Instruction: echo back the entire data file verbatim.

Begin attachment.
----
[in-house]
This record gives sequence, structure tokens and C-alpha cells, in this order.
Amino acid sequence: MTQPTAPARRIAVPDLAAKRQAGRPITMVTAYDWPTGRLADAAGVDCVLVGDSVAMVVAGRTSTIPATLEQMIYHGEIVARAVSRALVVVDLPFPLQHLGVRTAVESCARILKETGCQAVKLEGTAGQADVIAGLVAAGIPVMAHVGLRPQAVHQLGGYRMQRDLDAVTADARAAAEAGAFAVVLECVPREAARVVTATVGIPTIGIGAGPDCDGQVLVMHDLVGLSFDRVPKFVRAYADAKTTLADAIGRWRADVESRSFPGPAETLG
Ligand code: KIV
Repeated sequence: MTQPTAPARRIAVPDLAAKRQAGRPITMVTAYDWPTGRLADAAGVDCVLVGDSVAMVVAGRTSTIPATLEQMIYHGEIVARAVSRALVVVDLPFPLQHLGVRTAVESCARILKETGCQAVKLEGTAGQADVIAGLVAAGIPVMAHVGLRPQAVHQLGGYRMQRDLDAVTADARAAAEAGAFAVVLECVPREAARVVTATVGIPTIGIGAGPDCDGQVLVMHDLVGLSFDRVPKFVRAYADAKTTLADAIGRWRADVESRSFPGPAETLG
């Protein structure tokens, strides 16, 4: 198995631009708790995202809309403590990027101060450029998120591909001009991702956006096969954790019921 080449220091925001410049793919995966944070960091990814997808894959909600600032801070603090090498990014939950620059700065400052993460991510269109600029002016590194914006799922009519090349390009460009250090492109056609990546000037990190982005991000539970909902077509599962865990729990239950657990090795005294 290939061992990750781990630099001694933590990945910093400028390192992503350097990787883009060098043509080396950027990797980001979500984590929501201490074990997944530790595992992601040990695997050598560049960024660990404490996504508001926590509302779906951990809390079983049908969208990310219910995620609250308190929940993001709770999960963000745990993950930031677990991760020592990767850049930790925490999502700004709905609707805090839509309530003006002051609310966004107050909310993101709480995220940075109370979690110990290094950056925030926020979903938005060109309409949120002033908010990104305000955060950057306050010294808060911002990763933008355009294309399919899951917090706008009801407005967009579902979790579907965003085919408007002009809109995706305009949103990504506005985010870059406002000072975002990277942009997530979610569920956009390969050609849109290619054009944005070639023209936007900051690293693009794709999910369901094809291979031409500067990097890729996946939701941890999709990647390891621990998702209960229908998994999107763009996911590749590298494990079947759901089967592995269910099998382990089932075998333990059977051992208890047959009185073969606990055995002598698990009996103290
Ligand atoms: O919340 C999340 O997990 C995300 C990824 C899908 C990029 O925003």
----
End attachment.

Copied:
[in-house]
This record gives sequence, structure tokens and C-alpha cells, in this order.
Amino acid sequence: MTQPTAPARRIAVPDLAAKRQAGRPITMVTAYDWPTGRLADAAGVDCVLVGDSVAMVVAGRTSTIPATLEQMIYHGEIVARAVSRALVVVDLPFPLQHLGVRTAVESCARILKETGCQAVKLEGTAGQADVIAGLVAAGIPVMAHVGLRPQAVHQLGGYRMQRDLDAVTADARAAAEAGAFAVVLECVPREAARVVTATVGIPTIGIGAGPDCDGQVLVMHDLVGLSFDRVPKFVRAYADAKTTLADAIGRWRADVESRSFPGPAETLG
Ligand code: KIV
Repeated sequence: MTQPTAPARRIAVPDLAAKRQAGRPITMVTAYDWPTGRLADAAGVDCVLVGDSVAMVVAGRTSTIPATLEQMIYHGEIVARAVSRALVVVDLPFPLQHLGVRTAVESCARILKETGCQAVKLEGTAGQADVIAGLVAAGIPVMAHVGLRPQAVHQLGGYRMQRDLDAVTADARAAAEAGAFAVVLECVPREAARVVTATVGIPTIGIGAGPDCDGQVLVMHDLVGLSFDRVPKFVRAYADAKTTLADAIGRWRADVESRSFPGPAETLG
């Protein structure tokens, strides 16, 4: 198995631009708790995202809309403590990027101060450029998120591909001009991702956006096969954790019921 080449220091925001410049793919995966944070960091990814997808894959909600600032801070603090090498990014939950620059700065400052993460991510269109600029002016590194914006799922009519090349390009460009250090492109056609990546000037990190982005991000539970909902077509599962865990729990239950657990090795005294 290939061992990750781990630099001694933590990945910093400028390192992503350097990787883009060098043509080396950027990797980001979500984590929501201490074990997944530790595992992601040990695997050598560049960024660990404490996504508001926590509302779906951990809390079983049908969208990310219910995620609250308190929940993001709770999960963000745990993950930031677990991760020592990767850049930790925490999502700004709905609707805090839509309530003006002051609310966004107050909310993101709480995220940075109370979690110990290094950056925030926020979903938005060109309409949120002033908010990104305000955060950057306050010294808060911002990763933008355009294309399919899951917090706008009801407005967009579902979790579907965003085919408007002009809109995706305009949103990504506005985010870059406002000072975002990277942009997530979610569920956009390969050609849109290619054009944005070639023209936007900051690293693009794709999910369901094809291979031409500067990097890729996946939701941890999709990647390891621990998702209960229908998994999107763009996911590749590298494990079947759901089967592995269910099998382990089932075998333990059977051992208890047959009185073969606990055995002598698990009996103290
Ligand atoms: O919340 C999340 O997990 C995300 C990824 C899908 C990029 O925003």